IL: CWD toolbox gets another big wrench

Springfield – As Illinois hunters cross fingers during yet
another season of testing, Canadian scientists continue to work on
what they believe to be a potential vaccine for chronic wasting

At a workshop in Wisconsin earlier this fall, Dr. Scott Napper
provided background on the development of a vaccine that induces
strong immune responses specific for the misfolded form of the
prion protein that causes CWD in deer and elk. Napper, who heads up
the research team from the Vaccine and Infectious Disease
Organization and International Vaccine Center at the University of
Saskatchewan that discovered the vaccine, was a guest of Safari
Club International, which organized the workshop.

Those in attendance emphasized that there is a long way to go
before a viable vaccine might be available.

“There are many potential hurdles to overcome before a vaccine
is available for treating wild deer where CWD currently exists, but
we are excited that policy makers are taking a serious look at the
potential of this discovery,” said Mike Christianson, vice
president of SCI.

Thus far, Napper said, efforts at producing a vaccine for CWD
have produced a “robust immune response.” An inject-able form of
the vaccine has already been achieved, he reported, suggesting that
the development of an oral vaccine holds promise.

An adequate level of “specificity” also has been achieved,
according to Napper, meaning that the vaccine only targets the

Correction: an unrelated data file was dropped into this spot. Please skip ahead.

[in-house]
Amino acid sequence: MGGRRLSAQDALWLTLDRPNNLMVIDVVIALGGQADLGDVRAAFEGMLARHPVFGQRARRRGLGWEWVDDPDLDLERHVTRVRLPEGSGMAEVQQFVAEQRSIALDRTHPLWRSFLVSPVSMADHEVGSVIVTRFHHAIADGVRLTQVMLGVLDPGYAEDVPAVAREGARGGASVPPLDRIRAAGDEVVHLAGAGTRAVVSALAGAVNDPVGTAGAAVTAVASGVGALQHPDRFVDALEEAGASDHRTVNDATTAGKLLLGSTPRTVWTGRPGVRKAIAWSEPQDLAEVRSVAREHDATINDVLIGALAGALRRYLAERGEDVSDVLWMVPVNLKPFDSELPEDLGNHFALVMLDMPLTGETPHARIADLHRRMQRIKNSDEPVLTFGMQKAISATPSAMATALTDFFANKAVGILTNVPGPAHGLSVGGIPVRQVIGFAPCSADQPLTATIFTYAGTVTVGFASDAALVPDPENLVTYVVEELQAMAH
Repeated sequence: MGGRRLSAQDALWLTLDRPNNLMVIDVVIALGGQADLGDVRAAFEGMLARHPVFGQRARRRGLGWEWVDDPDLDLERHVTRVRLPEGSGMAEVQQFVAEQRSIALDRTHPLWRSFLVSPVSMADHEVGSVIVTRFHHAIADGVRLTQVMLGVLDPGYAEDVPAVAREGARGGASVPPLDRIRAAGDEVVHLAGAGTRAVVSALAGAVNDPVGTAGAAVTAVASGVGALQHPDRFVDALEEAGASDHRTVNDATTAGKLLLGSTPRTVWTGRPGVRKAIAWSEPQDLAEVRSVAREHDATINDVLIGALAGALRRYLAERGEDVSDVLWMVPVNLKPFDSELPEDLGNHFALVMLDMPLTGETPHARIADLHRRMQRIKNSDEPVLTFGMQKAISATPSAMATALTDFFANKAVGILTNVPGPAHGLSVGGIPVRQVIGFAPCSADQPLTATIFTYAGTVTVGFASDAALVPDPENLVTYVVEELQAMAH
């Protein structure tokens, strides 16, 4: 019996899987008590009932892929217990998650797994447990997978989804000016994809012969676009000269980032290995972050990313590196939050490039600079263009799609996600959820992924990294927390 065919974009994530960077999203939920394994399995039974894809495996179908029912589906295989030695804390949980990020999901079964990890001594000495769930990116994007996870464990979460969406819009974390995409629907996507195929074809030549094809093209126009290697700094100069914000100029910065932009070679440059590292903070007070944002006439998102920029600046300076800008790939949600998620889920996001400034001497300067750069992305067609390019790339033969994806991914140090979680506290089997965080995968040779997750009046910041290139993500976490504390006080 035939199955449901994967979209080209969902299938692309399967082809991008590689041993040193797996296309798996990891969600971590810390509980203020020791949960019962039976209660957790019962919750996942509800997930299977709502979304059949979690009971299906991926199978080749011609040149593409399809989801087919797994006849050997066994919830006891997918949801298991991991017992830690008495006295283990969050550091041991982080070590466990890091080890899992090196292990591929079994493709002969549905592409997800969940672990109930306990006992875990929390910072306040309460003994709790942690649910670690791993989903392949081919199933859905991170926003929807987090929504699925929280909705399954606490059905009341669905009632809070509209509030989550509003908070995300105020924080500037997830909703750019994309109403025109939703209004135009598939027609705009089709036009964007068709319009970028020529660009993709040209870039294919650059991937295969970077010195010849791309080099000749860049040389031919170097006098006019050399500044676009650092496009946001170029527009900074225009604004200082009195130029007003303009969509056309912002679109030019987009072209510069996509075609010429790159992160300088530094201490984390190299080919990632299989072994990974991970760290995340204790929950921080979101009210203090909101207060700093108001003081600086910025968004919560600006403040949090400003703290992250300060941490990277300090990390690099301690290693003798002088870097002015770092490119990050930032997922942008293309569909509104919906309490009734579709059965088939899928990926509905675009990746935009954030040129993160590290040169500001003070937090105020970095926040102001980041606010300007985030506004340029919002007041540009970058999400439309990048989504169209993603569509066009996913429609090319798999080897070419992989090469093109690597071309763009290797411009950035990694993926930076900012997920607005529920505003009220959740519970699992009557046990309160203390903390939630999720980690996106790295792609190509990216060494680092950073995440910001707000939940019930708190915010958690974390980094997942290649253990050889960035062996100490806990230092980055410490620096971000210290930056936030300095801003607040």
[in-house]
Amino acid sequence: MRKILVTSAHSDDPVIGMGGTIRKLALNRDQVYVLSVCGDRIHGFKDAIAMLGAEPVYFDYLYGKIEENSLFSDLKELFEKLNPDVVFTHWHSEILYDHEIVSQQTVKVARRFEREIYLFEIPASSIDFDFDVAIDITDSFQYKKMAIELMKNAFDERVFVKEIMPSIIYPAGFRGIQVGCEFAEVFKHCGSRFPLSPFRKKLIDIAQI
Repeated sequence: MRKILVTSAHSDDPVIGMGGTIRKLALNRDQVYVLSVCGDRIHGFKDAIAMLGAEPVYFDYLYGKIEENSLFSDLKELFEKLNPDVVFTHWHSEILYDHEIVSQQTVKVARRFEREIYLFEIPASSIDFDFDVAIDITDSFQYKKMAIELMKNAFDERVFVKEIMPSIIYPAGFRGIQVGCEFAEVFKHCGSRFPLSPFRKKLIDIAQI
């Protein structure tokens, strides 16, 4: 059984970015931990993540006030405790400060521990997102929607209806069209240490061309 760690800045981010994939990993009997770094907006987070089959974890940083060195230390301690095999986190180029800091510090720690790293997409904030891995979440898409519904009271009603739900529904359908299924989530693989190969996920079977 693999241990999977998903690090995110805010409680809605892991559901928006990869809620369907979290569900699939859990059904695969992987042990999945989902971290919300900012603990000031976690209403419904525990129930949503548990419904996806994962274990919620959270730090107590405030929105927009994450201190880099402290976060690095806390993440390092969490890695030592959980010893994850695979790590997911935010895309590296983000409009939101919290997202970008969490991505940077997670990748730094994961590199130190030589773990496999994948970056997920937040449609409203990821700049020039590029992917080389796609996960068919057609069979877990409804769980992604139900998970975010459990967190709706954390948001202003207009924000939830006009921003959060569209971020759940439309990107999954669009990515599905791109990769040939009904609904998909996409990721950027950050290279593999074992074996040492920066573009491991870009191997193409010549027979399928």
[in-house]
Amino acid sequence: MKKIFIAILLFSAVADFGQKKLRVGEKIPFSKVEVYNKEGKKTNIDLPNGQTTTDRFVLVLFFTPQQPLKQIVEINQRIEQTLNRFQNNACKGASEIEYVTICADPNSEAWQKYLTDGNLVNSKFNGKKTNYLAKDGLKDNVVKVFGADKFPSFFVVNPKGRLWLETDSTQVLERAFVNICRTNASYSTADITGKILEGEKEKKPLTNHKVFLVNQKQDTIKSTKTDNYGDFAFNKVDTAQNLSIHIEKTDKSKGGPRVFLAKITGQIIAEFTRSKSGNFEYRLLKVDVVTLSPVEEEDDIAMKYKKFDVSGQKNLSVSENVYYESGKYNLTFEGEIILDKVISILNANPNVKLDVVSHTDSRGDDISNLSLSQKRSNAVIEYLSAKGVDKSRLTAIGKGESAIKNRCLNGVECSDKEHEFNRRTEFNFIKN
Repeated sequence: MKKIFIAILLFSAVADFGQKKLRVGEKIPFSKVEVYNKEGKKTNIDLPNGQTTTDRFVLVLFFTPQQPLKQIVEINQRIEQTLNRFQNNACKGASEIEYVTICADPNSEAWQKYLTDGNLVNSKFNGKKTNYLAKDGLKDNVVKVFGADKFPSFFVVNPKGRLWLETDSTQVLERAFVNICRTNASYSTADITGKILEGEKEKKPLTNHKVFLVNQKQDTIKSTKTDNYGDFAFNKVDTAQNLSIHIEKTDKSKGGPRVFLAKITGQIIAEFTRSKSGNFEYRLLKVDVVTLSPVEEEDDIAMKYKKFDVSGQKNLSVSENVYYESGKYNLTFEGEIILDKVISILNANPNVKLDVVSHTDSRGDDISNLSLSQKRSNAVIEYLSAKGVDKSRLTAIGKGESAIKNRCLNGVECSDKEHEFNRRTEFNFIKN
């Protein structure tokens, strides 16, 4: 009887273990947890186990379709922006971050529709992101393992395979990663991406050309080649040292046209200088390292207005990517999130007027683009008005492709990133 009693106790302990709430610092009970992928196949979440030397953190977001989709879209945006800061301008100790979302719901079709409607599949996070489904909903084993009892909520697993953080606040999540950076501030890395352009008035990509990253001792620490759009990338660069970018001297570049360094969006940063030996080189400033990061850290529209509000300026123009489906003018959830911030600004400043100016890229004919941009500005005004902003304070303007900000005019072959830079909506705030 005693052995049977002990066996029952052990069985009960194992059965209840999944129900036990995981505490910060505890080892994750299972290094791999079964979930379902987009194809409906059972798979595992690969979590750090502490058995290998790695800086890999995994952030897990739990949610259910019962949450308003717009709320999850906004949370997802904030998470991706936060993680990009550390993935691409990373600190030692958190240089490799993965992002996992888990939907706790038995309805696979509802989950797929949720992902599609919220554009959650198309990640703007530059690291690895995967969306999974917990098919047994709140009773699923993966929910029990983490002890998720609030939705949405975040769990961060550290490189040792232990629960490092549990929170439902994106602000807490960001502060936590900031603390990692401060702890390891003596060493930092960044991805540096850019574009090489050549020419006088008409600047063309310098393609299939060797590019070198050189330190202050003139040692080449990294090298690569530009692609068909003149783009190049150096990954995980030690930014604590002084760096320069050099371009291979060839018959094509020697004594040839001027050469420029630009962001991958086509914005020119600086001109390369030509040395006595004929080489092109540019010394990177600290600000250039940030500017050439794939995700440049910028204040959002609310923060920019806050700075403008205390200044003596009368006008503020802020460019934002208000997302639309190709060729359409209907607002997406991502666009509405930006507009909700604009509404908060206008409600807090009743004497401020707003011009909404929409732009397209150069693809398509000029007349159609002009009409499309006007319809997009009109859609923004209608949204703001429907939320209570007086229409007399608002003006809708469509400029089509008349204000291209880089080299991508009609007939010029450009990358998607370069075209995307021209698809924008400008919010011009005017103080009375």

misfolded prion. The Canadian team acknowledged they are at least
four years away from having an oral vaccine ready for distribution,
but they’re optimistic about the potential.

“It’ll be another tool in the fight against CWD,” Napper said.
“Sometimes you need a variety of tools to work with.”

A vaccine could play an important part in control of CWD.

In Illinois, DNR has reported 294 positive cases of CWD since
2002. A total of 37 positive cases were reported during the most
recent testing year ending June 30. That was out of 6,734 samples
from Illinois deer tested.

Seventeen of the 37 CWD-positive deer originated from the
primary “hot spot” located northeast of Rockford along the
Winnebago-Boone county line, while 18 additional positives were
found in the Kishwaukee River drainage to the east.

Only two CWD-positive deer were identified west of Rockford, but
one of those represents the westernmost CWD location found to

Surveillance in LaSalle and Ogle counties uncovered no positive

“There is no evidence of significant disease spread, and the
number of CWD-positive deer identified annually has been down since
a peak in 2005-06,” DNR stated in its annual report.

Neighboring states are dealing with the CWD fears, including
Iowa, which began testing deer heads this deer season.

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